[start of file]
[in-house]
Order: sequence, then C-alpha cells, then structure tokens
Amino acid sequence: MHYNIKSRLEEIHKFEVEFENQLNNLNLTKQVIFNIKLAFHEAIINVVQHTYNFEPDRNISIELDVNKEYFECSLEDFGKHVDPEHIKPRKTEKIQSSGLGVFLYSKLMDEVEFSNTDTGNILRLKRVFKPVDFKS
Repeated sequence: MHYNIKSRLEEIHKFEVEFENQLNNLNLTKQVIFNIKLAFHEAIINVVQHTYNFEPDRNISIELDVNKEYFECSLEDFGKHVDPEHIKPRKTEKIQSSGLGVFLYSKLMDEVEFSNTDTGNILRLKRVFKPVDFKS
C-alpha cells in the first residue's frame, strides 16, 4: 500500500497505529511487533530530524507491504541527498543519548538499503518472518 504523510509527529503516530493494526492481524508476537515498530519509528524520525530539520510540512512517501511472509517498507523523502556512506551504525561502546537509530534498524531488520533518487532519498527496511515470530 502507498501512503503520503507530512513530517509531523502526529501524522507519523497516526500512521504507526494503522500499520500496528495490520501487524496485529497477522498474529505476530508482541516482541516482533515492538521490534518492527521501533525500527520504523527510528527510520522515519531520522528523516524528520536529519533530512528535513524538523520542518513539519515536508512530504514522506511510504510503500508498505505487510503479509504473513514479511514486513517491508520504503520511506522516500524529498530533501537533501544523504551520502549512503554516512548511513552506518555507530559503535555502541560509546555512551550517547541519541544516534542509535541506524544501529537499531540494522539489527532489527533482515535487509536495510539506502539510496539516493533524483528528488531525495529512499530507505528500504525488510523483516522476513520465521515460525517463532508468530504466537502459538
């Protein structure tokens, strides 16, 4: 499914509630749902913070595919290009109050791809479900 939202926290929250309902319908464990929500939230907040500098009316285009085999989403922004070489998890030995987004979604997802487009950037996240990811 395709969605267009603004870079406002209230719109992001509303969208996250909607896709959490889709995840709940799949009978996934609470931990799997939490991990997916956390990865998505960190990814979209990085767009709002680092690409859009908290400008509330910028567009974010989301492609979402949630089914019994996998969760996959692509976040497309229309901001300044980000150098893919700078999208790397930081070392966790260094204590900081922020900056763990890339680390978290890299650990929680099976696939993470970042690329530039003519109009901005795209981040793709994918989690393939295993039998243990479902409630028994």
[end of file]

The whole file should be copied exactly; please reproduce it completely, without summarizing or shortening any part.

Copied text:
[in-house]
Order: sequence, then C-alpha cells, then structure tokens
Amino acid sequence: MHYNIKSRLEEIHKFEVEFENQLNNLNLTKQVIFNIKLAFHEAIINVVQHTYNFEPDRNISIELDVNKEYFECSLEDFGKHVDPEHIKPRKTEKIQSSGLGVFLYSKLMDEVEFSNTDTGNILRLKRVFKPVDFKS
Repeated sequence: MHYNIKSRLEEIHKFEVEFENQLNNLNLTKQVIFNIKLAFHEAIINVVQHTYNFEPDRNISIELDVNKEYFECSLEDFGKHVDPEHIKPRKTEKIQSSGLGVFLYSKLMDEVEFSNTDTGNILRLKRVFKPVDFKS
C-alpha cells in the first residue's frame, strides 16, 4: 500500500497505529511487533530530524507491504541527498543519548538499503518472518 504523510509527529503516530493494526492481524508476537515498530519509528524520525530539520510540512512517501511472509517498507523523502556512506551504525561502546537509530534498524531488520533518487532519498527496511515470530 502507498501512503503520503507530512513530517509531523502526529501524522507519523497516526500512521504507526494503522500499520500496528495490520501487524496485529497477522498474529505476530508482541516482541516482533515492538521490534518492527521501533525500527520504523527510528527510520522515519531520522528523516524528520536529519533530512528535513524538523520542518513539519515536508512530504514522506511510504510503500508498505505487510503479509504473513514479511514486513517491508520504503520511506522516500524529498530533501537533501544523504551520502549512503554516512548511513552506518555507530559503535555502541560509546555512551550517547541519541544516534542509535541506524544501529537499531540494522539489527532489527533482515535487509536495510539506502539510496539516493533524483528528488531525495529512499530507505528500504525488510523483516522476513520465521515460525517463532508468530504466537502459538
């Protein structure tokens, strides 16, 4: 499914509630749902913070595919290009109050791809479900 939202926290929250309902319908464990929500939230907040500098009316285009085999989403922004070489998890030995987004979604997802487009950037996240990811 395709969605267009603004870079406002209230719109992001509303969208996250909607896709959490889709995840709940799949009978996934609470931990799997939490991990997916956390990865998505960190990814979209990085767009709002680092690409859009908290400008509330910028567009974010989301492609979402949630089914019994996998969760996959692509976040497309229309901001300044980000150098893919700078999208790397930081070392966790260094204590900081922020900056763990890339680390978290890299650990929680099976696939993470970042690329530039003519109009901005795209981040793709994918989690393939295993039998243990479902409630028994």